An ISD Processes Maturity Model

Level 1 – No ISD Processes are Organized

ISD methods and processes, such as ADDIE or SAT or SAM or ETC, are unique to each practitioner … Everybody does it “their own way.”

It’s much more of an artistic endeavor than an engineering effort.

As such, ISD projects efforts and results are NOT predictable in time/schedule, costs or quality.

If a project went well, you probably just got lucky. And you probably should have been at the race track’s betting window that day too. Because remember – you were just lucky that day.

You hero you!

ISD Maturity Model

But that is not good stewardship of shareholder equity.

That’s no way to run a railroad or any other business. Whatever, whenever, however.

It ought to be a crime.

As the Maturity Model suggests – this is a very immature approach to ISD. Perhaps in your world this is appropriate. Perhaps not.

Where are you? Is it here? Level 1?

Or are you beyond that?

Level 2 – Some ISD Processes are Organized

Here someone somewhere is getting a handle on some of what is needed to run an ISD (or a Performance Improvement) shop – at the business unit level.

Some processes may have been mapped formally and some people may actually be following the defined processes locally. Perhaps some are following some semblance of ADDIE plus other processes.

That’s a start – but there is more to any business entity than its New Product Development process, which is all that ADDIE is.

Is this where your organization is at currently?

Level 3 – Most ISD Processes are Organized

As obvious by the title this is where more and more ISD Processes are mapped, communicated, and perhaps followed/adhered to – as driven by the Enterprise.

It can happen! I’ve seen it!

Is this where you are at?

…now please note the difference coming –

this next level seems to me to be more of a “step increase” than just being at the next level IMO…

Level 4 – ISD Processes are Managed

The language of organized versus managed should be/could be telling. It’s the difference between having an organized view of your processes – and actually managing them using data.

Do you know your own “development ratios” for your different types of deployment and complexity? Can you be predictive about costs, schedules and quality? Can you see where some efforts actually beat those standards – and where others do not?

Is this where you are currently at?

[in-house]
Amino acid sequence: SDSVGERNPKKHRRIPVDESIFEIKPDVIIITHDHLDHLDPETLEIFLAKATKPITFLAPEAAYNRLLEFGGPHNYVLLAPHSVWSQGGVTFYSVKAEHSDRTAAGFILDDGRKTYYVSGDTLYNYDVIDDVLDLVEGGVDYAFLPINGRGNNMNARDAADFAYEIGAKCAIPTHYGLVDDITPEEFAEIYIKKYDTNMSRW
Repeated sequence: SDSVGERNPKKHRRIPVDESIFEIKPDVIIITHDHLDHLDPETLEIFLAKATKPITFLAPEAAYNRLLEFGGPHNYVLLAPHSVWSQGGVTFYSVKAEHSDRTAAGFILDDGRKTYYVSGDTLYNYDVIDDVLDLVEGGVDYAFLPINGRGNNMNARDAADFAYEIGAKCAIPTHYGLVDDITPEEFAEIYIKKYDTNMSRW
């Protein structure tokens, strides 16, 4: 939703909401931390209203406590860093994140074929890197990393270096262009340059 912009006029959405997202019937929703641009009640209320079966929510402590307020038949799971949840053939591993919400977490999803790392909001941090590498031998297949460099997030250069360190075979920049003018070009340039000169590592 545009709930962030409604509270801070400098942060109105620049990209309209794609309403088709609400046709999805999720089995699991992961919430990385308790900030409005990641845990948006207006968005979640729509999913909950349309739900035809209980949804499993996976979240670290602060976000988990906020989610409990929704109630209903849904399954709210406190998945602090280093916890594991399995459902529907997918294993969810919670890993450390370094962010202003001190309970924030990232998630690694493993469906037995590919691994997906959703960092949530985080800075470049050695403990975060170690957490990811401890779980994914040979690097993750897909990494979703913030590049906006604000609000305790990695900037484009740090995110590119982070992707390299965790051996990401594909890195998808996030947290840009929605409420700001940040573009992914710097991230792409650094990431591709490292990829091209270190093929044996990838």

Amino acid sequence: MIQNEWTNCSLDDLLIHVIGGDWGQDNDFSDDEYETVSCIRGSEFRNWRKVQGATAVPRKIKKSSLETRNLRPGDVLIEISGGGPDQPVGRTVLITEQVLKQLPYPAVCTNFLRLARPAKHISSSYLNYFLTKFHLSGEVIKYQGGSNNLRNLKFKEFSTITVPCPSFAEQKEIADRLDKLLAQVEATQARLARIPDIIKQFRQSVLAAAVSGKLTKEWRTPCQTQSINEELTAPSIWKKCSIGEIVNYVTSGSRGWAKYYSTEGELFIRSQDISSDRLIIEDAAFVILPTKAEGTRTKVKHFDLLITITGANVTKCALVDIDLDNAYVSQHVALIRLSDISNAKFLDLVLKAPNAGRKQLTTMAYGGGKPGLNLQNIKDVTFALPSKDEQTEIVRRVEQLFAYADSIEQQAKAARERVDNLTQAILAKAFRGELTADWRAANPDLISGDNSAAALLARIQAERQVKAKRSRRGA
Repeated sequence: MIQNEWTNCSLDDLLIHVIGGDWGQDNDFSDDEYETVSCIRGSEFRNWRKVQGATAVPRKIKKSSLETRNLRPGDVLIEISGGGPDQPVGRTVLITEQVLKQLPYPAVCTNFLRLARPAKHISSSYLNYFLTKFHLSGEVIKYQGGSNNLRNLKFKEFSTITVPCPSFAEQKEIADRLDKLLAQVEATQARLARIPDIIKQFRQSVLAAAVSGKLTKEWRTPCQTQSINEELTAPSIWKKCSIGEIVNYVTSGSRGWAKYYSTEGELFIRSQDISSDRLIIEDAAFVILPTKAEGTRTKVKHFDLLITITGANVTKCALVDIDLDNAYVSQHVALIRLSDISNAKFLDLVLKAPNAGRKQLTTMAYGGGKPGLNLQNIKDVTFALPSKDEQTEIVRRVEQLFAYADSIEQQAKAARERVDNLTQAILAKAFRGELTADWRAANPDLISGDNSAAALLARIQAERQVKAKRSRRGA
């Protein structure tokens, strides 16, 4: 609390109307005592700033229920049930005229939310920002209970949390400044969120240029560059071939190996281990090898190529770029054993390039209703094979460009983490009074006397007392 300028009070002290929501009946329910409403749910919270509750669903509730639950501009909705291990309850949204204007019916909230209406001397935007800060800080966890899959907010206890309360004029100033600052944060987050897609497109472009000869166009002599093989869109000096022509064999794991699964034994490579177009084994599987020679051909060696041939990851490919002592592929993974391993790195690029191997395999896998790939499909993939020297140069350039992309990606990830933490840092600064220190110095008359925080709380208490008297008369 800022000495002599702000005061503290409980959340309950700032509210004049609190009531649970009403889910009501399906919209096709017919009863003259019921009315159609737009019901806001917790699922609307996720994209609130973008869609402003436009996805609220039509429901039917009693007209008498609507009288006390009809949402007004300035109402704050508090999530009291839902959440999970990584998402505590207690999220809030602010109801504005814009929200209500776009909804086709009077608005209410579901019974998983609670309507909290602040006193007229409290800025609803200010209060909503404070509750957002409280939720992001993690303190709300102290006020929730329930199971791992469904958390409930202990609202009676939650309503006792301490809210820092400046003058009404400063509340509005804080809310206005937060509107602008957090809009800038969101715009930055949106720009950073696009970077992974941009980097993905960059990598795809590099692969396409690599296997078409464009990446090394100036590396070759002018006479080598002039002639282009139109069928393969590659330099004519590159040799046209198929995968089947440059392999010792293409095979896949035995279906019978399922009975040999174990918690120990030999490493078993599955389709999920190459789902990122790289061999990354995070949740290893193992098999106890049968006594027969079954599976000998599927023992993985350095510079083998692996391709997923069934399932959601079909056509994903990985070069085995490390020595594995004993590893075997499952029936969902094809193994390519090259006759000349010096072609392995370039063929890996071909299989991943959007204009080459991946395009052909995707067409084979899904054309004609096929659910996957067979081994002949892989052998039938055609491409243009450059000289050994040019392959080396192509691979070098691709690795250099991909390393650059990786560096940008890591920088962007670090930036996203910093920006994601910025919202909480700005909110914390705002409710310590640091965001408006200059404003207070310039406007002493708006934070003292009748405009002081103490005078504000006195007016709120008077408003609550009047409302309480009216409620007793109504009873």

Level 5 – ISD Processes are Managed and Improved

Here the data being collected continuously or statistically is being used to find areas in the processes for tightening up and/or loosening up – improving them.

I am a fan of a Tom Peter’s phrase: loose-tight and tight-loose. That means/suggests that some processes should be tight. And others should be loose. And it sometimes means that that need is a situational variable. Be flexible when planning and conducting your ISD efforts.

Is this where you are at? Continuously improving your ISD Processes using data versus opinions?

If so – very cool!

Well done!

So What? What’s the Big Deal?

If you were the single shareholder of your Enterprise – you’d already know the answer.

It would be your money that is being put to best use rather than wasted.

So ask: what’s in it for me/ the learner/ the management/ the stakeholders?


My Model for Addressing ISD Process Management

My model has the “system” for T&D or L&D or Knowledge Management – has 12 sub-systems – that number is of course somewhat arbitrary – acknowledging that the number could have been 10 or 13, etc.

Here is an overview of the 12.


At the Business Unit/Department level – all of the processes BTW – beyond those that some might think of ISD in the strictest sense – those 12 sub-systems operate from formally to  informally.

The goal is not to formalize everything. The goal is to formalize everything that is an issue (problem or opportunity) with an ROI worthy of the effort.

Some problems or opportunites are so small in value that it’s better to ignore and live with them than to fix everything – except when you’ve got unlimited time, money, etc.

Addressing EVERYTHING just because you could is not logical – unless – you have those limited resources and don’t need to concern yourself with ROI as a screening mechanism.

And by ROI – I mean the predicted ROI – used to compare that opportunity to invest shareholder equity into something – compared to other opportunities.

Not as ROI as the ultimate measure of the return on a past investment – as there are too many variables

My Clockface Model

From this 2001 book – which is available as a free PDF – here.

T&D Systems View

Click on image to link to the download page.

T&D Systems View is also available as a $15 Paperback book – and $7.50 as a Kindle – for more and to order – please go – here.

Note: I am currently running a monthly Blog series on the 12 sub-systems of a T&D System.

See the series opener – here – on 12 O’Clock High – Governance & Advisory systems/processes – which is the most important sub-system IMO – because from there – everything should flow in terms of directions and resources – and ultimate accountability – for what should be a collaborative effort – in addressing the business/ enterprise needs for Learning & Development.

That’s where/how you “get aligned” to their needs. At 12 O’Clock.

  • Marketing your Learning Content would go better if seen as result of a collaborative response to both target audience & management demand.
  • Doesn’t matter how good your L&D content is if you are not perceived to be in total alignment with the business.

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One comment on “An ISD Processes Maturity Model

  1. Pingback: ISD Processes: Maturity – Centricity – Alignment | EPPIC - Pursuing Performance

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